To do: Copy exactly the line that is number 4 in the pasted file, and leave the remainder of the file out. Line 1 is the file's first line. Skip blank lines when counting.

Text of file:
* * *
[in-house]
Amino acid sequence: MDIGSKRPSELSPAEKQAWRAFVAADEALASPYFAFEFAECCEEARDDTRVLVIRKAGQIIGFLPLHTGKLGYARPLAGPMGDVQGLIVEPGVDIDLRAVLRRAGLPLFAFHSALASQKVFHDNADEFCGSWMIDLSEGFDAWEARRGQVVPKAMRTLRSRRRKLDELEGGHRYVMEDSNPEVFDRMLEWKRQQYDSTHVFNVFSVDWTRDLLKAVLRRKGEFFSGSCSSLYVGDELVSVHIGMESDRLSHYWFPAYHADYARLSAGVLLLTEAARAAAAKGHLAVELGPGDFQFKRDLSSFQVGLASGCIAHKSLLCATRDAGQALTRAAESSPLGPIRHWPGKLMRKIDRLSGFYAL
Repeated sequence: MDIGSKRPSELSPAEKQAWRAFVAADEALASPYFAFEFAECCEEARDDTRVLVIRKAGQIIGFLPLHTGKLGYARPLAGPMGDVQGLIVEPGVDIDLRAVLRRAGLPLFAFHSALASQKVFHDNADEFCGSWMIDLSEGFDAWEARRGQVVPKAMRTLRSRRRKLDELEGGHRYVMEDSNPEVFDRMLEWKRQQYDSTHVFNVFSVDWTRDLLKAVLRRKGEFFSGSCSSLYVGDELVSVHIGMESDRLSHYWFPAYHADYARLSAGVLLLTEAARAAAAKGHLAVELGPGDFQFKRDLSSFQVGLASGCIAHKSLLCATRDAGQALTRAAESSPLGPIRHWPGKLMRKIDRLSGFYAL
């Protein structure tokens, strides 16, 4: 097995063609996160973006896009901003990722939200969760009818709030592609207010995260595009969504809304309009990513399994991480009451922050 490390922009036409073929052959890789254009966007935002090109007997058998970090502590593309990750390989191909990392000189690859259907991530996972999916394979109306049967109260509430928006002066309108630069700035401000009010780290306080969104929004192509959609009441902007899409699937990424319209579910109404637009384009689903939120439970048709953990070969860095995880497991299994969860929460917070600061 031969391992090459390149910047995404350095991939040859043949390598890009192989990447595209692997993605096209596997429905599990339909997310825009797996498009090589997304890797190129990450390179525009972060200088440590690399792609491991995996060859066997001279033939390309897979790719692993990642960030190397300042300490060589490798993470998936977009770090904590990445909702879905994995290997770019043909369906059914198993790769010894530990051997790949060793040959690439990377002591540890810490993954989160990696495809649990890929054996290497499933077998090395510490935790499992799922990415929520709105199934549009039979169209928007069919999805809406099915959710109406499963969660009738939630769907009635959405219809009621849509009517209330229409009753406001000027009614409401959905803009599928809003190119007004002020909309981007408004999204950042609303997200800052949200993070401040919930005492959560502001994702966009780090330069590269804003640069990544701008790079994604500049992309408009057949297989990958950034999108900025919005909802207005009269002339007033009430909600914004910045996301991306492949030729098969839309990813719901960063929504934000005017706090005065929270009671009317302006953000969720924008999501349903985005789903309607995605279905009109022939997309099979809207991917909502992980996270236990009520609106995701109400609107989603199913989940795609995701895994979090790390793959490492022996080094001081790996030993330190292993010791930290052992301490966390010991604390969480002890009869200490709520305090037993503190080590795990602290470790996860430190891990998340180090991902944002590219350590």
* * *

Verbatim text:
């Protein structure tokens, strides 16, 4: 097995063609996160973006896009901003990722939200969760009818709030592609207010995260595009969504809304309009990513399994991480009451922050 490390922009036409073929052959890789254009966007935002090109007997058998970090502590593309990750390989191909990392000189690859259907991530996972999916394979109306049967109260509430928006002066309108630069700035401000009010780290306080969104929004192509959609009441902007899409699937990424319209579910109404637009384009689903939120439970048709953990070969860095995880497991299994969860929460917070600061 031969391992090459390149910047995404350095991939040859043949390598890009192989990447595209692997993605096209596997429905599990339909997310825009797996498009090589997304890797190129990450390179525009972060200088440590690399792609491991995996060859066997001279033939390309897979790719692993990642960030190397300042300490060589490798993470998936977009770090904590990445909702879905994995290997770019043909369906059914198993790769010894530990051997790949060793040959690439990377002591540890810490993954989160990696495809649990890929054996290497499933077998090395510490935790499992799922990415929520709105199934549009039979169209928007069919999805809406099915959710109406499963969660009738939630769907009635959405219809009621849509009517209330229409009753406001000027009614409401959905803009599928809003190119007004002020909309981007408004999204950042609303997200800052949200993070401040919930005492959560502001994702966009780090330069590269804003640069990544701008790079994604500049992309408009057949297989990958950034999108900025919005909802207005009269002339007033009430909600914004910045996301991306492949030729098969839309990813719901960063929504934000005017706090005065929270009671009317302006953000969720924008999501349903985005789903309607995605279905009109022939997309099979809207991917909502992980996270236990009520609106995701109400609107989603199913989940795609995701895994979090790390793959490492022996080094001081790996030993330190292993010791930290052992301490966390010991604390969480002890009869200490709520305090037993503190080590795990602290470790996860430190891990998340180090991902944002590219350590």